Beyond Petroleum

As oil spills into the Gulf of Mexico and violence into the streets of failing states, one wonders who can clean up this mess. We tell our children to clean up after themselves, but can we muster the same self-discipline?  On a planet careening towards nine billion people, can we find the introspection to envision a world that is truly – as the BP slogan once went – beyond petroleum?

Do we, for instance, have the introspection to understand that drilling for oil, mining for coal, and supporting the oppression of petroleum regimes should all go the way of the Dodo? Do we understand that extraction is tantamount to extinction?

Do we have the self-awareness to understand that when a liberal dynasty like the Kennedy family fights a wind farm in their own view shed, it’s an invitation for Sarah Palin to tell us to “drill, baby, drill?”

And when we drill, do we have the introspection to understand that we fuel all the craven instincts most Americans hold dear, like driving a minivan to get a quart of milk, or tearing down a 2,000-square-foot house to build a 6,000-square-foot monstrosity?

As goes our land use, so goes our economy. As our bodies grow horizontally with our cities, we spend more money per capita on health care then any nation on earth. And as we feed our cravings by pouring money into roads instead of rails, care instead of prevention, and oil wars instead of renewable resources, we finally arrive at the gaping sprawl of our deficit.

Introspection demands that we ask ourselves – as our children who pay our debts shall – are we a BRIC or are we PIIGS? The BRIC nations (Brazil, Russia, India, China) are projected to have a larger combined GDP than that of the G7 by 2050. By contrast, the PIIGS (Portugal, Italy, Ireland, Greece, Spain), could plunge the world into deep economic chaos due to their profligate social spending.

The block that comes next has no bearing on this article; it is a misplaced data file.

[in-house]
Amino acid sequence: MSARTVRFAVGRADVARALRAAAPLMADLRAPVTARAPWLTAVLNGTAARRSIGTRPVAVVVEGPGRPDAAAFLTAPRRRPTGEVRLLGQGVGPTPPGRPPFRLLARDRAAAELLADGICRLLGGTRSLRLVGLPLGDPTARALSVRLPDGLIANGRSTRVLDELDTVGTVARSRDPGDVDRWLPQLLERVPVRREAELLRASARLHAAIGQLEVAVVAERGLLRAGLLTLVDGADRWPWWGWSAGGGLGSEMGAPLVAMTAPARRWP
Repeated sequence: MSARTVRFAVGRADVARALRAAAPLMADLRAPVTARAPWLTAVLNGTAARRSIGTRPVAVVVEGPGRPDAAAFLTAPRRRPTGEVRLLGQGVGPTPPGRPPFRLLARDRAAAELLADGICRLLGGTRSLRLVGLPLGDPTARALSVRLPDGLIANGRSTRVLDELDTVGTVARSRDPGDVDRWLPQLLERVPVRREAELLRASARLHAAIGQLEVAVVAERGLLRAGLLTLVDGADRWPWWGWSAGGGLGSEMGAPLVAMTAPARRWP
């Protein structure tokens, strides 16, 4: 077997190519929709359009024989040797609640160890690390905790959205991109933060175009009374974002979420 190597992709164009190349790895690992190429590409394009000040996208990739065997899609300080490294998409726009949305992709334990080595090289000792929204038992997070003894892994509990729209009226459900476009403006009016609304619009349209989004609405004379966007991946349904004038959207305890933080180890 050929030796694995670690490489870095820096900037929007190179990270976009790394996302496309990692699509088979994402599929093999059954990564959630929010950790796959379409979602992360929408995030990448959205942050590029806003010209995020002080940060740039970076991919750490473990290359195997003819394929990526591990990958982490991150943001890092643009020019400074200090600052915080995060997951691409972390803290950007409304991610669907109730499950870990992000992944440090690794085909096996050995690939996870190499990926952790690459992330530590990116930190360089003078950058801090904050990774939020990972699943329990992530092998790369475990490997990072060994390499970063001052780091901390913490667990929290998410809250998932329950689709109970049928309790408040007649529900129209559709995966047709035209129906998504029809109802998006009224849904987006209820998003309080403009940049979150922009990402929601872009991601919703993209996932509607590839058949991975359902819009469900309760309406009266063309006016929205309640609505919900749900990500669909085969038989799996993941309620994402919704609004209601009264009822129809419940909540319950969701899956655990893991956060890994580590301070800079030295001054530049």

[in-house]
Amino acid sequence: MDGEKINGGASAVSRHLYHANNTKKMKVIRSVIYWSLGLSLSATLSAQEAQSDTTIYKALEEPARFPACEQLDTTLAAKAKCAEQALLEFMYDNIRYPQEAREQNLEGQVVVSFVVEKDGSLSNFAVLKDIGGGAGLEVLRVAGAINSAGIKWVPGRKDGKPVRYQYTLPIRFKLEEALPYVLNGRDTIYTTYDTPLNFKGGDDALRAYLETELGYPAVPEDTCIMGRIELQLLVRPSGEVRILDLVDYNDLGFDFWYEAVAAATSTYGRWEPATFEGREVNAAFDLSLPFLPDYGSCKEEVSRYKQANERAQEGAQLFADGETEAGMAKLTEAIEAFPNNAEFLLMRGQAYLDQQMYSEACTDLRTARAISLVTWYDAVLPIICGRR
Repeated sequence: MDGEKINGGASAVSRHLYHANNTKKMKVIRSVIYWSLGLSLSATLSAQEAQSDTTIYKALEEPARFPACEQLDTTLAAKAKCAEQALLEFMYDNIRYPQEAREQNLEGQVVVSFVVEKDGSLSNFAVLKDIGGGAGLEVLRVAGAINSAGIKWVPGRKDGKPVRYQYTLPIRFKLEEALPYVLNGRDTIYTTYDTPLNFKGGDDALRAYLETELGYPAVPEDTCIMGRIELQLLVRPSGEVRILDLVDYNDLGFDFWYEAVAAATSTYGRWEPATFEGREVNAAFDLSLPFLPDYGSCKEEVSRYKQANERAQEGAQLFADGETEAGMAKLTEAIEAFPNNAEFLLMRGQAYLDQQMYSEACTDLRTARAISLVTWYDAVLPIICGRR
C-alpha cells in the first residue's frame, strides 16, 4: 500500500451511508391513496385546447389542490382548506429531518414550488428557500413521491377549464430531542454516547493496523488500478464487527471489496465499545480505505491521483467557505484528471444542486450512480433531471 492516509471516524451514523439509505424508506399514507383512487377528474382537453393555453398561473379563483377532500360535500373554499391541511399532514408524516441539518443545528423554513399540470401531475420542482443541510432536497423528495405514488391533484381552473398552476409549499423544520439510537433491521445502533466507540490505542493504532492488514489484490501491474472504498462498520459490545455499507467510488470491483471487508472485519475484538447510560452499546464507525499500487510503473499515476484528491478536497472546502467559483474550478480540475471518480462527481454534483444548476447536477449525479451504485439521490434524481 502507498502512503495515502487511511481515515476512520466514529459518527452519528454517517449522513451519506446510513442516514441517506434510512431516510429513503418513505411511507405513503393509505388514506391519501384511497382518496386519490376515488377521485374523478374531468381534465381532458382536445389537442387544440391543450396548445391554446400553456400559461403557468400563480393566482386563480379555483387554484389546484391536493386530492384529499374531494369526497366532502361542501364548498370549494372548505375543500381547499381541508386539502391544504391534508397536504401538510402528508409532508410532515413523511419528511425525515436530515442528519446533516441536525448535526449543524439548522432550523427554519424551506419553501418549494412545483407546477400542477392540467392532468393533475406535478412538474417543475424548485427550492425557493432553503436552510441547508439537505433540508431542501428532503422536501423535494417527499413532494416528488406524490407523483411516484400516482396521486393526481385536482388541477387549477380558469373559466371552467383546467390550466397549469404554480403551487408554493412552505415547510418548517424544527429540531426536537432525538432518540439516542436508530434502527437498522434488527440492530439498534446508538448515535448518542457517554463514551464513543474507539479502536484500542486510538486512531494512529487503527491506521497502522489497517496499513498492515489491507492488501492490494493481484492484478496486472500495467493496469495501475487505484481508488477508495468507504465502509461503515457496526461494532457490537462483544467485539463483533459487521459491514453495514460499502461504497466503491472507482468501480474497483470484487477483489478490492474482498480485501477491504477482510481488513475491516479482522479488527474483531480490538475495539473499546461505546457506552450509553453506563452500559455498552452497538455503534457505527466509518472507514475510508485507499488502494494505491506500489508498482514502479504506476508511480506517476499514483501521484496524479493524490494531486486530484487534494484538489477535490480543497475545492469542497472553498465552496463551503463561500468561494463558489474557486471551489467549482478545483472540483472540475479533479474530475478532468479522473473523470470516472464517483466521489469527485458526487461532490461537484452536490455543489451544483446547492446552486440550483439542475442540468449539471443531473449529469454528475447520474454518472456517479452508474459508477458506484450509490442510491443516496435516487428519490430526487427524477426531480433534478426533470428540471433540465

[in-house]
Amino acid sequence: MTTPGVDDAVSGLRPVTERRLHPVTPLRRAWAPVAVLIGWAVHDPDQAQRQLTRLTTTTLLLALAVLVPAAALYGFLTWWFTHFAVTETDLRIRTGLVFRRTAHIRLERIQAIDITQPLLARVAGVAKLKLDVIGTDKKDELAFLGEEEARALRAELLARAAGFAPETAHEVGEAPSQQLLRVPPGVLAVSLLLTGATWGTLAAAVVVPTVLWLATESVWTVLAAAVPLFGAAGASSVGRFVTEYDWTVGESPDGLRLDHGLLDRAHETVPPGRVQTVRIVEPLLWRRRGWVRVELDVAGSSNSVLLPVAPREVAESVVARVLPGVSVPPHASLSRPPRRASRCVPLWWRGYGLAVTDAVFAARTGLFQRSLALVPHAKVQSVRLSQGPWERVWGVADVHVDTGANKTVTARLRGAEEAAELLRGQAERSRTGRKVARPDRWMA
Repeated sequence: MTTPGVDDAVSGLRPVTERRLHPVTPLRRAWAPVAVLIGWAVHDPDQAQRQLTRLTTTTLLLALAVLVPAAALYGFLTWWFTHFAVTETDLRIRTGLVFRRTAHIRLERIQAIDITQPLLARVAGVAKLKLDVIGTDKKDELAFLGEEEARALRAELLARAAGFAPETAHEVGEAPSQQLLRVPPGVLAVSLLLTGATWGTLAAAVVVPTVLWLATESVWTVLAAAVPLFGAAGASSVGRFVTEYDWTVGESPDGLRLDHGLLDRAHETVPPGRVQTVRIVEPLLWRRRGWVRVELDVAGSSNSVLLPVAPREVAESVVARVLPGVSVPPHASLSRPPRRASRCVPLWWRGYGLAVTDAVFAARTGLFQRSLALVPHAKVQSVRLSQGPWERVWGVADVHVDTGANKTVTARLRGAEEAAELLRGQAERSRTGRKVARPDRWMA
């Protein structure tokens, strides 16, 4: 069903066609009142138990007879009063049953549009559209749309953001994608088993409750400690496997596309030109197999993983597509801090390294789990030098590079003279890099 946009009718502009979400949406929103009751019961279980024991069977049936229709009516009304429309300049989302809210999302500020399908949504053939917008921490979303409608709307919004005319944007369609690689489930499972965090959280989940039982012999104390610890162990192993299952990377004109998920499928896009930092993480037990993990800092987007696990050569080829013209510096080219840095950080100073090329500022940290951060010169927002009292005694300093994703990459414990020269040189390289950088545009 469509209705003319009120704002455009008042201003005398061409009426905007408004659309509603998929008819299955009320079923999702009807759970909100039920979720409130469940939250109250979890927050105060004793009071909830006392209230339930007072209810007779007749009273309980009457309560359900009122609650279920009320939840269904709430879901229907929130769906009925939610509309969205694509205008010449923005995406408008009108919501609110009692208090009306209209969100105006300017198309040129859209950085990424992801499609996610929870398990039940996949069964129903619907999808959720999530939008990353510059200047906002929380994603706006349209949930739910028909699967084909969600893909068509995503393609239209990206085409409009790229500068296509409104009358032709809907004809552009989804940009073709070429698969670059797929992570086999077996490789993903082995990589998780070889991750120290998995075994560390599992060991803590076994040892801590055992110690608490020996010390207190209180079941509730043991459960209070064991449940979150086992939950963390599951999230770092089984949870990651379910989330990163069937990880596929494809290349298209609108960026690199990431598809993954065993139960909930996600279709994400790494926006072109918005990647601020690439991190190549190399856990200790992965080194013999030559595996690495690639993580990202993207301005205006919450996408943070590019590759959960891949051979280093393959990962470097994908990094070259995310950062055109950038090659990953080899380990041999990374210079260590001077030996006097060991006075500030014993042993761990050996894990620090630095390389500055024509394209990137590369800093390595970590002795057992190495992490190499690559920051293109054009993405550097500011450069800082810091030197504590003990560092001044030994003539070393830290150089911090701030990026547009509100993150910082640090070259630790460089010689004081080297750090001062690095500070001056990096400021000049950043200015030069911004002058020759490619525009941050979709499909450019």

The future of the West is resolved for some. Mike Geoghegan, chief executive of HSBC, the world’s largest banking group and its eighth largest company, recently announced: “In a few years time, who’ll remember the G7?  We’ll remember the E7 – China, India, Brazil, Russia, Mexico, Indonesia and Turkey. These are the ones which will matter.”

Yet the West does matter.  We matter to those who would blow up a gas-guzzling Pathfinder in Times Square, those whose days are spent devising explosive underwear, those who are financed by the spoils of our SUVs, our regional air travel, and our belief that highways alone somehow constitute infrastructure.

In the end the real question is whether we matter to ourselves.   Do we really care about our coastlines, our safety, and our civilization? Do we have the strength to reject the threat that is oil, both foreign and domestic? Do we have the vision to recognize that we have seen the enemy, and it is the suburban house?  Do we have the will to embrace high-density living as the only solution, the only land use that limits our energy use, our health care costs, our vulnerability to petro-dictators, and our free fall into a sprawling national deficit?

Let us cry over this spilled oil, but let us then find some introspection in the tragedy. Let us rebuild this nation by being the America that built Grand Central Terminal and Park Avenue, by being the America that built the inter-continental railroad, by being the America that once welcomed striving immigrants to the shores of her cities, by being the America that invented the Internet and alternative energy. Let us build a new America that desires density and shuns suburbs.

Let us not be babies who drill and spill. Let us build a Country of Cities.